Fika (Fee-ka) is a Swedish word describing a mid-morning or mid-afternoon break in the day. It’s also a concept, a state of mind, an attitude. For more on fika, read my introduction here. Grab a cuppa and something sweet and delicious. Even better – do it with someone else. Enjoy the story. Let it be the beginning of a conversation – with someone else, or yourself. Head over to my website and leave a comment if you want to. Enjoy.
“Having what you have” – by Naomi Rachel Remen
The middle drawer of my mother’s dresser was filled with silk stockings, dozens of pairs in many exquisite colours, each wrapped in its original package from the store. They had never been worn. I used to love to pull a chair up to the open drawer and touch them, counting the packages and admiring the beautiful colours. Once I asked my mother why she never wore them. She told me that they were too good to wear, if she wore them they would get torn or otherwise damaged and they could not be replaced. It was wartime and all the silk in the United States had been diverted into making parachutes. She was saving them, she said, for a special time.
Each year in August we would go away to a little rented cottage on Long Island to escape the hottest part of the summer, leaving our apartment in Manhattan empty. One year when we came home we found that the apartment had been burglarized and ransacked. I remember walking through the rooms behind my parents, shocked to find many of our family’s things missing and others broken and thrown all over the floor. But the most shocking thing was in the bedroom. My mother’s dresser drawers hung open. The middle one was completely empty.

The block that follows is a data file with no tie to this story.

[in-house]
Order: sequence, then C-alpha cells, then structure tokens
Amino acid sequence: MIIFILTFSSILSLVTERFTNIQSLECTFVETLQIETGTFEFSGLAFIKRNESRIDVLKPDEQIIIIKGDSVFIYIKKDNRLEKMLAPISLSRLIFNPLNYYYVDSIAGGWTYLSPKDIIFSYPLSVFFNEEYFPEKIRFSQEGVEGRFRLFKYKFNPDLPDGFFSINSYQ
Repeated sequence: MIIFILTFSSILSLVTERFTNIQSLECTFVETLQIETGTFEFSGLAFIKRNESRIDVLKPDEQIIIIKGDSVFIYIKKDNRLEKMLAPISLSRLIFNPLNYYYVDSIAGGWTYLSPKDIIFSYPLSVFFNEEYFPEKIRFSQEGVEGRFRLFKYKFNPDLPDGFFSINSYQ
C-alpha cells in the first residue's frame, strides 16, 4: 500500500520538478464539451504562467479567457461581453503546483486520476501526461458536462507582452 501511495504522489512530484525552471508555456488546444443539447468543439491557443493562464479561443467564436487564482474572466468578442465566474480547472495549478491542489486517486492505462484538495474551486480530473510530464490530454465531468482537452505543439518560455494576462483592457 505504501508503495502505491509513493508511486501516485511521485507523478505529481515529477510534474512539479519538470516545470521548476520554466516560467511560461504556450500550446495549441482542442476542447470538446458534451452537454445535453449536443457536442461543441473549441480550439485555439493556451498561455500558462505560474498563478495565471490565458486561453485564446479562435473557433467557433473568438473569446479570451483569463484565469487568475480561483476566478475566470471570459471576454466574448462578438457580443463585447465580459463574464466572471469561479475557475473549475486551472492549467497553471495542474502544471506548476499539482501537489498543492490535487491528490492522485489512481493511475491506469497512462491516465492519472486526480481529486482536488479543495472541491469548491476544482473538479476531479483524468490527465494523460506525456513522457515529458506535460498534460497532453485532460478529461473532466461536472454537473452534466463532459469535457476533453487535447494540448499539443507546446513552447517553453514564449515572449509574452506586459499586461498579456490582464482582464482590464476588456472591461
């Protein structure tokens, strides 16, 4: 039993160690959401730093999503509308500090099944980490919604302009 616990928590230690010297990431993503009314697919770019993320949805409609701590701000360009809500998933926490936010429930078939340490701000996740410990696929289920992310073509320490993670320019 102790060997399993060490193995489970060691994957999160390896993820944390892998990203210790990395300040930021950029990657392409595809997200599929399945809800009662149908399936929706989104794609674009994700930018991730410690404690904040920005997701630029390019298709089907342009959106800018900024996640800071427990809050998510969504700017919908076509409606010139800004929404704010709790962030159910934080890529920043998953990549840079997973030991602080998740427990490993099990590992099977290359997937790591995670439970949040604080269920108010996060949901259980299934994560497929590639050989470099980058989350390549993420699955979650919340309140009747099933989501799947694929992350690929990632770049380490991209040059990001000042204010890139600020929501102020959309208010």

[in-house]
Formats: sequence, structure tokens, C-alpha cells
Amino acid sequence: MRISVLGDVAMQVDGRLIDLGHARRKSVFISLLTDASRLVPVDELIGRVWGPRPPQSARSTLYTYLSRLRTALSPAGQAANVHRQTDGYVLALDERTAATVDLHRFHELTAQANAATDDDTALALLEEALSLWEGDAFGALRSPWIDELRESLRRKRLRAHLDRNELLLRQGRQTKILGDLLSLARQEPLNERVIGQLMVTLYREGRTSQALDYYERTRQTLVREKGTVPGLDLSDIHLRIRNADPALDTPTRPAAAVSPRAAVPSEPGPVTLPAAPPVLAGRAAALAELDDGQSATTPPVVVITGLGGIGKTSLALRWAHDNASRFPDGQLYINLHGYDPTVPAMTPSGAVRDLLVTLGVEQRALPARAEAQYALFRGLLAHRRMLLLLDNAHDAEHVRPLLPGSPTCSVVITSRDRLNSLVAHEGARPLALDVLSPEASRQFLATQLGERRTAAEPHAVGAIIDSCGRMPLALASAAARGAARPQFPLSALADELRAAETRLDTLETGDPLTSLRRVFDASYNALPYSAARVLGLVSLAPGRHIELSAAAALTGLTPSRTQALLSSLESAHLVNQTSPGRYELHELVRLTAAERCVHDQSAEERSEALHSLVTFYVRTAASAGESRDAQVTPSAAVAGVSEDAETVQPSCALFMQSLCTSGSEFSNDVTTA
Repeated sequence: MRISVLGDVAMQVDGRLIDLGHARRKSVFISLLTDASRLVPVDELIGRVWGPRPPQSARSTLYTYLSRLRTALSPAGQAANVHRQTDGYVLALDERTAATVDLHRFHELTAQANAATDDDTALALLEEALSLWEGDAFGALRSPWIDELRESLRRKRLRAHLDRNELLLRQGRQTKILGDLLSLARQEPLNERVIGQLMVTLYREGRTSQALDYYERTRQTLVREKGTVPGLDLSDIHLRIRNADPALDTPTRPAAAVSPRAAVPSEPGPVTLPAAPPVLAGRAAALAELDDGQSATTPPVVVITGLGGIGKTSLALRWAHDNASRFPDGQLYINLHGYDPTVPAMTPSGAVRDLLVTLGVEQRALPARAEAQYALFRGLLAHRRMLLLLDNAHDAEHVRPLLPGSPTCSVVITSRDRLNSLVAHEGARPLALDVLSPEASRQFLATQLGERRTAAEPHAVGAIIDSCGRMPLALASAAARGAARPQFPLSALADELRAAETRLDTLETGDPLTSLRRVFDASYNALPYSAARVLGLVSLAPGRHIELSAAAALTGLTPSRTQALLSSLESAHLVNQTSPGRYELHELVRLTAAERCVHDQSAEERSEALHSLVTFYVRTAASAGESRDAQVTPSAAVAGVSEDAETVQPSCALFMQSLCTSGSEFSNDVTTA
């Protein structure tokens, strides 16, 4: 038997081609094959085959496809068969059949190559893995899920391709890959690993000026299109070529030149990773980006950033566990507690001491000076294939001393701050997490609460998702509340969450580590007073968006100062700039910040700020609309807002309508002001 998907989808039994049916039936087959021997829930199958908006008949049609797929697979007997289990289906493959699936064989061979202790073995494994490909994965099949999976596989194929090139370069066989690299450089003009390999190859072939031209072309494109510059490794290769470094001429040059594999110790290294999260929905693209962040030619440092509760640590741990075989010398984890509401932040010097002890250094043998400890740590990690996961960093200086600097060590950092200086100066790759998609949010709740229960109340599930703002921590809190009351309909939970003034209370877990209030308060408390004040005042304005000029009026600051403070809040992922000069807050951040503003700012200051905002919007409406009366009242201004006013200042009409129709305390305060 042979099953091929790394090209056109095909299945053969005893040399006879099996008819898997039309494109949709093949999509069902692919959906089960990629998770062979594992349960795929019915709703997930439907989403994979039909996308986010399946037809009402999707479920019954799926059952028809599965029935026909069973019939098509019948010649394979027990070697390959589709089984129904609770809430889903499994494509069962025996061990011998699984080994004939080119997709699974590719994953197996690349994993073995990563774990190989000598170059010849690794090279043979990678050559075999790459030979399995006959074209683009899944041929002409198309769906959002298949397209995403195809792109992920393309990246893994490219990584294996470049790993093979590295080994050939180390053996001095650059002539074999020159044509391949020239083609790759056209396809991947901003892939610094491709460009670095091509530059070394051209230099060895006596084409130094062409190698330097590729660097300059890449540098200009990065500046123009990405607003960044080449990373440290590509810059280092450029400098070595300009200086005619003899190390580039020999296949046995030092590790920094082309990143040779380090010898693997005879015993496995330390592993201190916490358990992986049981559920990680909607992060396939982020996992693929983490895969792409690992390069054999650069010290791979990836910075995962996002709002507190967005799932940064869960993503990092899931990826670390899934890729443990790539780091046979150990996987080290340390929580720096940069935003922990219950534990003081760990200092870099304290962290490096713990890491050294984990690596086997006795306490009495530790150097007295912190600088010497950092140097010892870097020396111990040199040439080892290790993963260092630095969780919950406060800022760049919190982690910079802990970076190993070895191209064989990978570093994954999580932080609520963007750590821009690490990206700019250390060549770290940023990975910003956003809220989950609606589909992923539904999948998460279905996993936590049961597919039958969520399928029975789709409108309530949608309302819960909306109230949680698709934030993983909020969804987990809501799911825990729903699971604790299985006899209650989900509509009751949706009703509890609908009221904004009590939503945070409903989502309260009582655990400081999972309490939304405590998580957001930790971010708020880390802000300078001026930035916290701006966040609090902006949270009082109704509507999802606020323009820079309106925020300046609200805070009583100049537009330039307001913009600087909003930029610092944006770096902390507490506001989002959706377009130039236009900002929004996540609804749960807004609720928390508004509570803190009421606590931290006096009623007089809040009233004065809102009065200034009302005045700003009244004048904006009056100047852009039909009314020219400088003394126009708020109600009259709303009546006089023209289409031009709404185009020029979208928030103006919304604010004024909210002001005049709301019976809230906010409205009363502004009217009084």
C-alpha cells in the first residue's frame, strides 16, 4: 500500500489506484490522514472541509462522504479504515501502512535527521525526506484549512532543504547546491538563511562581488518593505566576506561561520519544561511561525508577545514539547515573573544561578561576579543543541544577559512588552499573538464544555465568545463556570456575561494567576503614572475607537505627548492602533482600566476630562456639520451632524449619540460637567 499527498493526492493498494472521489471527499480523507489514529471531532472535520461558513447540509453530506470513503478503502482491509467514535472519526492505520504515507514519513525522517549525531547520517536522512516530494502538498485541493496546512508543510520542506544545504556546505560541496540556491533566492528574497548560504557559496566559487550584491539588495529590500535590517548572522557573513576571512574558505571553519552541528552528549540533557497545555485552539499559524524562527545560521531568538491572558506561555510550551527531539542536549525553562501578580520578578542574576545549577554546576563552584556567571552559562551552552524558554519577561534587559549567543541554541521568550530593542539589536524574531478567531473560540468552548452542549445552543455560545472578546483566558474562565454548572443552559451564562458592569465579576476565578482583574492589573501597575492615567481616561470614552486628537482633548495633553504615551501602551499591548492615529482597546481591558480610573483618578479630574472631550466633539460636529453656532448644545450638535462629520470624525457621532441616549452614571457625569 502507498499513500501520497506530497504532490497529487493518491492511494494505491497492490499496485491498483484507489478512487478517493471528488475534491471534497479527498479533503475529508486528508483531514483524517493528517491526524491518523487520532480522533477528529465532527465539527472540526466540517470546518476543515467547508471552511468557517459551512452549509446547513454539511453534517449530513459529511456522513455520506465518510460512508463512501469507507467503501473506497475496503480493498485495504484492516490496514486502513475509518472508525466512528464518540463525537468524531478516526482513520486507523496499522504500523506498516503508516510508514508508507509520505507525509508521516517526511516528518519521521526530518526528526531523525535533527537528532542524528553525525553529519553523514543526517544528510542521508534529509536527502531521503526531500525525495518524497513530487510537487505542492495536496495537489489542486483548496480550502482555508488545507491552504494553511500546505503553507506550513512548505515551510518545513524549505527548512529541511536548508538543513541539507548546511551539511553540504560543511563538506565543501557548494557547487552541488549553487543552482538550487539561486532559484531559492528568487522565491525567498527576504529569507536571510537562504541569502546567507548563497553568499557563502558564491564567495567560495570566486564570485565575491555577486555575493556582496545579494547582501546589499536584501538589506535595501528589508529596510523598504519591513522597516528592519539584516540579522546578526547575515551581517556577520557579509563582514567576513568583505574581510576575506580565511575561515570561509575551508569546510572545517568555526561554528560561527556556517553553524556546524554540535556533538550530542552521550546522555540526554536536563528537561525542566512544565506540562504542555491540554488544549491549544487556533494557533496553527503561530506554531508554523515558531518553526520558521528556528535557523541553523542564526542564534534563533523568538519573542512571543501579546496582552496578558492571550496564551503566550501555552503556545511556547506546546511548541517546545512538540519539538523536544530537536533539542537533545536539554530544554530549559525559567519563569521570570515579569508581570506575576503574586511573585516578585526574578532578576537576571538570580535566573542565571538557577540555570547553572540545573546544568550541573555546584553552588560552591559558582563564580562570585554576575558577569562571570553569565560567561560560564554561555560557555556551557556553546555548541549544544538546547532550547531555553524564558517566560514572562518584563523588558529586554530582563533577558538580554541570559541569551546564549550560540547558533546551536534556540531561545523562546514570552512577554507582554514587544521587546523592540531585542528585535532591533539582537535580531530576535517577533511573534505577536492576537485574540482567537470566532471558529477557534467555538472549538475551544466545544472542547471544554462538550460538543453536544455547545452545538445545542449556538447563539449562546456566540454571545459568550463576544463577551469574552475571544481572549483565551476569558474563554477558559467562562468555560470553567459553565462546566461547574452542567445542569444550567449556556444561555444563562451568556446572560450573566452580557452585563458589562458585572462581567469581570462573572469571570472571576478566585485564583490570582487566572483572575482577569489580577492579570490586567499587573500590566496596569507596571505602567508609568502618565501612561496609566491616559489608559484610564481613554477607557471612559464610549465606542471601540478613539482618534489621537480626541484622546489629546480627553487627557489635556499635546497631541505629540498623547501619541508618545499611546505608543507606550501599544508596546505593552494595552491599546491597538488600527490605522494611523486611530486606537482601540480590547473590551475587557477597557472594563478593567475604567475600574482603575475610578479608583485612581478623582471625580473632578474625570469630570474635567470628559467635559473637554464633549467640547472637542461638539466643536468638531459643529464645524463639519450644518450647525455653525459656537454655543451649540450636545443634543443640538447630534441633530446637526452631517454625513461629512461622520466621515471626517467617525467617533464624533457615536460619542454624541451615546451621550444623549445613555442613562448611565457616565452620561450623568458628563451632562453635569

This was my first serious lesson about loss. At the time, I was always being scolded by my teachers for not taking better care of my things. But my mother had taken very good care of her stockings. She had never even used them. I puzzled about this for a long time.
This happening had a profound effect on us all. My father bought more locks for our doors, and every place we lived afterward had at least three locks on every outside door. But this did not seem to answer my questions. Eventually, I began to use everything I owned.
An elderly patient who had outlived his entire family once told me that all we get to keep are our memories. Perhaps the only way we get to keep anything may be to use it up. More than 50 years later, I still think about those stockings with regret. Perhaps we are all given many more blessings than we receive.
This story is published in My Grandfather’s Blessings: Stories of Strength, Refuge and Belonging by Rachel Naomi Remen. pp39-40. (Riverhead, 2000)
What does “taking care” of your things look like?
What blessing(s) have been given to you that you have not yet received?
Have a good weekend.
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